Psoas muscle release

Rod -

Posted 2011-08-14

I had chronic coccyx pain, lower back pain, mid back pain, upper back pain, calf pain, achilles pain that would ebb and flow for no apparent reason. Sitting, standing, lying or simply living could bring on any or all of the areas of pain. One thing I always felt was that all the conditions were linked. For example, If I felt my back 'go', I knew my achilles would soon be in pain too.

I'd seen an array of people for over 20 years. Sports medicine doctors, neurologists, back specialists, physios of various types, chiropractors, bowen, chinese medicine, football club trainer, unlicensed people with a good reputation for fixing backs & a few that I can't remember properly.

The best result I had was with an old guy working at a football club. Unfortunately, he died. The worst result was with the neurologist who simply said 'learn to live with it'. Most of the others meant well, wasted my time and took my money. Useless.

Occasionally, I'd get relief from chiropractors. But I knew that the relief would be short term only, however, it was better than nothing. My achilles pain was best relieved by 'image guided injections'. In Melbourne see Dr Cheryl Bass, or in Brisbane Dr James Fitzgerald at QScan.

My upper back pain was helped by a Brisbane chiropractor, Patrick Shwaluk. He was the first person anywhere to work on my chest for my back pain! He described 'trigger points'. Now I feel a trigger point develop in my chest and I treat it myself. Much discomfort for a great long term result. He also checked my coccyx with a gloved finger, said it was stuck and got it moving. I had short term relief but not long term relief. The hunt continued….

I went to see Dr Breck McKay, (see Doctors and specialists in Australia). Had a very thorough MRI and Xray. (Visit and xrays all bulkbilled) Had 2 needles in my lower back and one near my coccyx, whilst his gloved finger lifted the inside. The needles certainly hit the right spots and have helped so far. He also said I had a tight psoas muscle and referred me to Chris Fawcett and Scott Hewett at Alpha Physio. Chris did a psoas release technique and now I'm waiting for the long term results.

However, in the short term I feel better, and confident that the psoas muscles hold all the answers. The psoas connects the pelvis to 6 vertebrae, so you work out the ramifications should your psoas be too tight or have a trigger point in it! And other medics simply refer to it as a 'hip flexor' then ignore it!

At this stage, my suggestion would be to try the psoas muscle release first. Then see what happens ... I'll be interested to hear if others get coccyx, and other pain, relief from a psoas muscle release.

Update, 2012-08-26

Dr Breck Mackay had said my nerves had become sensitised. And I've found that aggressive dry needling works wonders for the relief of gluteal muscles, the hip, and the legs. Also, I regularly do my own 'psoas release' to eliminate some of my hip pain. When my muscles are feeling better, I've found that the one thing that remained was my coccyx pain. It's been a process of the pain shrinking until one sore point remained – my coccyx. The work on my muscles, the clear MRI's and XRays, led to the fact that the coccyx pain must be 'something else'.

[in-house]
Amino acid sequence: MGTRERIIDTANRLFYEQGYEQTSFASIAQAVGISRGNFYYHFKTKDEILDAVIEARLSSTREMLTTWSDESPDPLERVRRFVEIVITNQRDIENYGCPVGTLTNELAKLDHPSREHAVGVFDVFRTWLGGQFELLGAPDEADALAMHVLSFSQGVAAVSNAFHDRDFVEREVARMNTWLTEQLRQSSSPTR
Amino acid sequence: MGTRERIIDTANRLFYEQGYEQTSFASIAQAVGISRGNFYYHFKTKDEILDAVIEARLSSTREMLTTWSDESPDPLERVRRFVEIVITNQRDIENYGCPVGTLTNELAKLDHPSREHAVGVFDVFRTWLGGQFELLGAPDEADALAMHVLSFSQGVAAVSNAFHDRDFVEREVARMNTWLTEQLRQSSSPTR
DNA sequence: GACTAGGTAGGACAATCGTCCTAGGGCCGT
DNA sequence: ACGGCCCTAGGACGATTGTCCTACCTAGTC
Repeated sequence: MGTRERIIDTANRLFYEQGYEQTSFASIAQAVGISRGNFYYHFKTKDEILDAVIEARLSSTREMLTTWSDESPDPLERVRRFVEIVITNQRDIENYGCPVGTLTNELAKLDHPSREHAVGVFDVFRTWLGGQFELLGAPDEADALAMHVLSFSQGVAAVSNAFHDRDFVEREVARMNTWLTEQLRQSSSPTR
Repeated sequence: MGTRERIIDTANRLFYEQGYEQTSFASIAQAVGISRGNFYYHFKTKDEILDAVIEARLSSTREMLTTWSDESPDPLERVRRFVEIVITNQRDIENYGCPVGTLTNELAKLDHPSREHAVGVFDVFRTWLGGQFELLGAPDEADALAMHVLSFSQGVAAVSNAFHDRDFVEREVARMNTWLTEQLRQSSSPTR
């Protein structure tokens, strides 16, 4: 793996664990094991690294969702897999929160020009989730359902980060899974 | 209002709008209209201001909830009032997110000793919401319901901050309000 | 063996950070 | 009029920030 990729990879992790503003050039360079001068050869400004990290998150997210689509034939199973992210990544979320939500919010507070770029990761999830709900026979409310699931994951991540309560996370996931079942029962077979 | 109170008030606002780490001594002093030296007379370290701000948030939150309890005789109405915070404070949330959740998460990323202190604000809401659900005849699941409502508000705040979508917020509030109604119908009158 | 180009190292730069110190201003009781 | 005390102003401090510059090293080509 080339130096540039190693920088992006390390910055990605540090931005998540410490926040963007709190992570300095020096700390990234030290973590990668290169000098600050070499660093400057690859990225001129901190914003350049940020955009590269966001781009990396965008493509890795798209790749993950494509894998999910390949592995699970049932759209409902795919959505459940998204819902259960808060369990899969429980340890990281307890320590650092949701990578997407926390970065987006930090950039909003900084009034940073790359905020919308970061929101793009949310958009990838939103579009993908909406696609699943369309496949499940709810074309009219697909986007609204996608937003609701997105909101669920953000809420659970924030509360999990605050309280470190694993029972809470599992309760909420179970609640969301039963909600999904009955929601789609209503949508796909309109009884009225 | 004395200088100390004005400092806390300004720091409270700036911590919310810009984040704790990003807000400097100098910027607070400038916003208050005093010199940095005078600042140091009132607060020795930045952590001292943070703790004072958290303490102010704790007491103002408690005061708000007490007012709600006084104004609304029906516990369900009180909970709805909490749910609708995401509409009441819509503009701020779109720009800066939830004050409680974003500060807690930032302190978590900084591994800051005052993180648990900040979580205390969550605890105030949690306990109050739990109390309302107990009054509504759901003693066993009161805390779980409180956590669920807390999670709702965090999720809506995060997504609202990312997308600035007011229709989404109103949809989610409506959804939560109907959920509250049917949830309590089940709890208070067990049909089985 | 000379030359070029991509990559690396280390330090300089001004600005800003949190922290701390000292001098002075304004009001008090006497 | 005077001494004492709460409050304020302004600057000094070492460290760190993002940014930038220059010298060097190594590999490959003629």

So, I visited a self-promoting chiropractor who has written that he's had success with coccyx adjustments. I've seen many chiropractors over many years and have got to know the good from the bad. After 3 visits I left. His sales tactics are similar to this Http:// where xrays are taken, lines ruled on them, horror stories are told, health classes are promoted, multiple visits per week are necessary, yet the treatment was nearly the equivalent of being hit with a wet fish….absolutely useless. After that digression, I took up an option that I'd been holding off…

Dr Breck Mackay had referred me to Dr James Fitzgerald at QScan for a CT epidural injection. He's the same guy I'd seen for my achilles injections. The first injection was directly into the sacro-cocceal joint. It seemed to have a vague reaction. The pain when sitting lessened. The pain when standing increased.

One week later, I went back for a different style of injection. This through the buttock and angled under the coccyx - a ganglion impar injection. Some info in Dr Foye's paper.

Here I am on day 2 after the injection, without coccyx pain when sitting! Hooray. But I notice my lower gluteal muscles are a bit sore, with mild aching in my hip. I can still feel something clunking in my coccyx area, but without the sharp pain, I don't mind for the moment.

In summary, my nerves had become sensitised and the ganglion impar injection soothed the nerves.

Now I wonder….The ganglion impar is part of the sympathetic nervous system. The sympathetic nervous system is the part of the nervous system involved in the "fight or flight" response. My coccyx pain began around the time that I began to have deep depression. I wonder how many people had coccyx pain begin around the time of a depressed time in their life, and combined with a lot of sitting? One for the scientists to study…



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